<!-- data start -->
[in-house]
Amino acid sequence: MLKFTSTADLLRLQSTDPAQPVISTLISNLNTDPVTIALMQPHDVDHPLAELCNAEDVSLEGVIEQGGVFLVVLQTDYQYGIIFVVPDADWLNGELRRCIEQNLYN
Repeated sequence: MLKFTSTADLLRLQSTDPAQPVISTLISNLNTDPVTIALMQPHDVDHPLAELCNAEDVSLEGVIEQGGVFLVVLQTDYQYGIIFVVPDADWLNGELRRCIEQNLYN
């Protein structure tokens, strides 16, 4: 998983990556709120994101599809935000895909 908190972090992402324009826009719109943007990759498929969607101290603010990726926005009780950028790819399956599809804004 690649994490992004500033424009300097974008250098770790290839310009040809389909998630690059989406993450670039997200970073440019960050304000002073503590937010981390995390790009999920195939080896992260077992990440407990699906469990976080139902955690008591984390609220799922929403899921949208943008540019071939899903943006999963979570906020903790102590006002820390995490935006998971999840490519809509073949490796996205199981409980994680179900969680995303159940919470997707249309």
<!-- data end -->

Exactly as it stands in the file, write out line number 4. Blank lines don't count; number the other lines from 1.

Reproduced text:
């Protein structure tokens, strides 16, 4: 998983990556709120994101599809935000895909 908190972090992402324009826009719109943007990759498929969607101290603010990726926005009780950028790819399956599809804004 690649994490992004500033424009300097974008250098770790290839310009040809389909998630690059989406993450670039997200970073440019960050304000002073503590937010981390995390790009999920195939080896992260077992990440407990699906469990976080139902955690008591984390609220799922929403899921949208943008540019071939899903943006999963979570906020903790102590006002820390995490935006998971999840490519809509073949490796996205199981409980994680179900969680995303159940919470997707249309």